Your potential customer just landed on your site. Now what?
It’s called conversion and in plain English it means, “What action do you want visitors to take?” There is a huge psychology around it and there has been volumes written about it, entire businesses devoted to it, but it comes down to making it easy for your potential customers to do what you’d like them to do.
You might think that you don’t care about conversion. “I just want them to read my articles.” Then you do want them to do something, you want them to read further. Or maybe you know exactly what you’d like them to do: buy your product, download your free e-book, sign up for your newsletter, retweet, like on Facebook, or just leave a comment. That’s one step: you know what you’d like them to do. But do they know what you’d like them to do? Is it obvious? Is it clear? Is the benefit to them apparent? All of these factors come into play.
When your senses are overwhelmed, it’s fight or flight. When those are customers, it’s going to be flight.
Let’s take the photo below. It’s a collage of products. Which one is the most important? Which one does the seller want you to buy? How can you find the one you want? Which one does what you need? How are you going to figure it out ?
It’s not clear. In fact, it’s a mess and chances are, unless the buyer knows exactly what they want and how to identify it, they’re going to throw up their hands and leave. Online, that’s extremely easy to do: leave the site or page. How can you get them to stay? How can you help them choose? For one, limit the number of choices.It’s cookies or muffins. That’s it, simple, done, thank you. Well, I guess you could also choose cookies and muffins.
Below are two extreme examples of conversion optimization. You know them both well and you also know they’re doing quite well with their respective conversion methods.
One is extremely simple with a single product for sale. There is no question what they’re promoting. They only have one thing on the page (aside from the navigation). Simple, easy, clear, brilliant.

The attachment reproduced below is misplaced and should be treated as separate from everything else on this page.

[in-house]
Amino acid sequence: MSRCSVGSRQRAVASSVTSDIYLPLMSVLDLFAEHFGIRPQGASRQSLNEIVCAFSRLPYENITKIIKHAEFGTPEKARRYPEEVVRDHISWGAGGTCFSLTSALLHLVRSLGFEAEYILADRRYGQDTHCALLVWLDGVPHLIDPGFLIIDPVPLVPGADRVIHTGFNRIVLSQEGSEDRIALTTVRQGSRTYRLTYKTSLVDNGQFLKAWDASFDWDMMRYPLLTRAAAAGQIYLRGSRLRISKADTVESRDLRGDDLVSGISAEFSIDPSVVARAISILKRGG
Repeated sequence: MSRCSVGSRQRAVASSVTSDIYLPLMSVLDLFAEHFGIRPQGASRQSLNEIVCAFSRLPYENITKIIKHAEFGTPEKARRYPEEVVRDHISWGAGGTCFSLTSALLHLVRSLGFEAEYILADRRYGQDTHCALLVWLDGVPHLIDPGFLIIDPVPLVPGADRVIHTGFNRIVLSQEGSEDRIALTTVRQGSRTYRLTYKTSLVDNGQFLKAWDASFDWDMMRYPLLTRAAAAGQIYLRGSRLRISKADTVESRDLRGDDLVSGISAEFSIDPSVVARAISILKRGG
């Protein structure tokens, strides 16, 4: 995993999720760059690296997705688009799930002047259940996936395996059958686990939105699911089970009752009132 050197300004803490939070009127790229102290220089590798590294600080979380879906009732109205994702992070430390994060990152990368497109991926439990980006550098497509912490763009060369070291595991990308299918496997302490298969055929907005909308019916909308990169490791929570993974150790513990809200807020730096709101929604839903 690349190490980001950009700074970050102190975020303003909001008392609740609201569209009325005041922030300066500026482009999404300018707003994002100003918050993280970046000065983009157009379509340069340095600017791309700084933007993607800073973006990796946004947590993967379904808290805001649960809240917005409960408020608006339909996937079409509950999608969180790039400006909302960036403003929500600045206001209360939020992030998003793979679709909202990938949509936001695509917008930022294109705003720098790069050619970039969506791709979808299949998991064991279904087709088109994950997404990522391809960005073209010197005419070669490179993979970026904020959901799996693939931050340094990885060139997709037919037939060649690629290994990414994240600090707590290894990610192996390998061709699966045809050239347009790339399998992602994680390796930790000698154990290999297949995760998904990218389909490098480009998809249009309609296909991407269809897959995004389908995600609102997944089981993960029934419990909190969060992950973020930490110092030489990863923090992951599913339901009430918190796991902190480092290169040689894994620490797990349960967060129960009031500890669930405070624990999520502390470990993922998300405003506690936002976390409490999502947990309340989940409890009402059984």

Let’s have a look at the other extreme.
Amazon is taking the extreme other approach: show everything you’ve got, make sure no stone goes unturned, don’t say we didn’t offer that. Do they have different target audiences? Yes and no. Apple sells only technology, but lots of it. Amazon sells just about everything. But what is top left/center of Amazon’s page? The search field. They know you’re probably going to use that first and that’s fine with them. The other items are on the page for those who maybe don’t know exactly what they want.
Chances are your site (or shop or products) falls somewhere in between these two extremes. What can you do to make the decision process easier? How do you get the visitor converted to a buyer who actually goes through all of the steps of deciding, choosing, paying, and receiving your product? There are so many factors to consider: price, placement, relevance, timing, mood, ease of the process, and plain old luck. How can you optimize all of that? How can you convert more visitors into buyers, members, or what you’d like them to become?
This will be the first in a series of conversion tips, so let’s focus on … focus. See the muffin and cookie above? No question that you’re in a bakery. You have two choices. Make one. But the boxes of oddly collected drugs? Does your website resemble the baker’s or that hodgepodge pharmacy? You want to tell your customer, “Focus!” but is it their fault? If you put them in front of the boxes of pills and said they had 5 seconds to choose, they’d probably just dig in and pull out whatever they grabbed first. They might as well do it with their eyes closed. But the cookies and muffins? Easy … both. ;-)
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